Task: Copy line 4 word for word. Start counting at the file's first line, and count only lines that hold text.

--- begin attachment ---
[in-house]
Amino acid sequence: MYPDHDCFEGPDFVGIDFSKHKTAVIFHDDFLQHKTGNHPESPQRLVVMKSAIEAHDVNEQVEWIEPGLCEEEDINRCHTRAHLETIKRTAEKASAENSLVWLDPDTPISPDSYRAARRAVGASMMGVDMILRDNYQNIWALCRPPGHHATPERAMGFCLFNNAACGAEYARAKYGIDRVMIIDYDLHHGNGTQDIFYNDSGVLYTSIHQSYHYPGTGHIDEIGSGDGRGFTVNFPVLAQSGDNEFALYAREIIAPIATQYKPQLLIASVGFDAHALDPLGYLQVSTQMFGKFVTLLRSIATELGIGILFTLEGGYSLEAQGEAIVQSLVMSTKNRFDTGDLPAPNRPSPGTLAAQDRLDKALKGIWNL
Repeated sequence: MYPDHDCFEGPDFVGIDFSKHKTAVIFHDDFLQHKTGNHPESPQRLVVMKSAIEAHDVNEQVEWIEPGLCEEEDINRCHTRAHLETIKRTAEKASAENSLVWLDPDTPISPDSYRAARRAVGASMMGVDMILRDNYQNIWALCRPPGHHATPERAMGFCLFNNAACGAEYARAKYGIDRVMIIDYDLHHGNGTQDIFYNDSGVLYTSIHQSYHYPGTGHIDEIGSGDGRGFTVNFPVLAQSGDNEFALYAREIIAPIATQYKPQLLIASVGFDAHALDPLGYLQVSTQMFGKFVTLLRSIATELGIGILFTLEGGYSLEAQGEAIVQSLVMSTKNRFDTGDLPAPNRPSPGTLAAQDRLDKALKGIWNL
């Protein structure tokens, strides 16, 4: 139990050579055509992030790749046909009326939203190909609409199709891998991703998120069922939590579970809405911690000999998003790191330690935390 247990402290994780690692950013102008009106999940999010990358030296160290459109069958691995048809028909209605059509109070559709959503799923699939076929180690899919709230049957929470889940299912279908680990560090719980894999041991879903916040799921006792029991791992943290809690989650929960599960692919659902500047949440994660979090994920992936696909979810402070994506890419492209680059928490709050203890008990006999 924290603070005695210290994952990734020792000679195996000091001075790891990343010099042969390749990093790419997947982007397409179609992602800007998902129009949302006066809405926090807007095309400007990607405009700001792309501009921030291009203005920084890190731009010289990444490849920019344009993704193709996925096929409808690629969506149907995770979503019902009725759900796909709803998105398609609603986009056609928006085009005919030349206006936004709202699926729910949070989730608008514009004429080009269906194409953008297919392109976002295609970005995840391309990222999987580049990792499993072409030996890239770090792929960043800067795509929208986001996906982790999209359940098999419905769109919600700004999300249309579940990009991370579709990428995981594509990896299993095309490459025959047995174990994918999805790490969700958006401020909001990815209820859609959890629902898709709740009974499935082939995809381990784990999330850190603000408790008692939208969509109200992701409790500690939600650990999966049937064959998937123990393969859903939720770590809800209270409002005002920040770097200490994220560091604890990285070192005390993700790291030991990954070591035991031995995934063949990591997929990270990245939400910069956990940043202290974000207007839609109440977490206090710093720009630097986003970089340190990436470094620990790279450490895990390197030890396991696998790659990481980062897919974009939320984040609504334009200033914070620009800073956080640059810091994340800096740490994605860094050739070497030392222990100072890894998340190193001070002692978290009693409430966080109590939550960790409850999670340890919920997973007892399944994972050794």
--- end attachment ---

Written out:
């Protein structure tokens, strides 16, 4: 139990050579055509992030790749046909009326939203190909609409199709891998991703998120069922939590579970809405911690000999998003790191330690935390 247990402290994780690692950013102008009106999940999010990358030296160290459109069958691995048809028909209605059509109070559709959503799923699939076929180690899919709230049957929470889940299912279908680990560090719980894999041991879903916040799921006792029991791992943290809690989650929960599960692919659902500047949440994660979090994920992936696909979810402070994506890419492209680059928490709050203890008990006999 924290603070005695210290994952990734020792000679195996000091001075790891990343010099042969390749990093790419997947982007397409179609992602800007998902129009949302006066809405926090807007095309400007990607405009700001792309501009921030291009203005920084890190731009010289990444490849920019344009993704193709996925096929409808690629969506149907995770979503019902009725759900796909709803998105398609609603986009056609928006085009005919030349206006936004709202699926729910949070989730608008514009004429080009269906194409953008297919392109976002295609970005995840391309990222999987580049990792499993072409030996890239770090792929960043800067795509929208986001996906982790999209359940098999419905769109919600700004999300249309579940990009991370579709990428995981594509990896299993095309490459025959047995174990994918999805790490969700958006401020909001990815209820859609959890629902898709709740009974499935082939995809381990784990999330850190603000408790008692939208969509109200992701409790500690939600650990999966049937064959998937123990393969859903939720770590809800209270409002005002920040770097200490994220560091604890990285070192005390993700790291030991990954070591035991031995995934063949990591997929990270990245939400910069956990940043202290974000207007839609109440977490206090710093720009630097986003970089340190990436470094620990790279450490895990390197030890396991696998790659990481980062897919974009939320984040609504334009200033914070620009800073956080640059810091994340800096740490994605860094050739070497030392222990100072890894998340190193001070002692978290009693409430966080109590939550960790409850999670340890919920997973007892399944994972050794």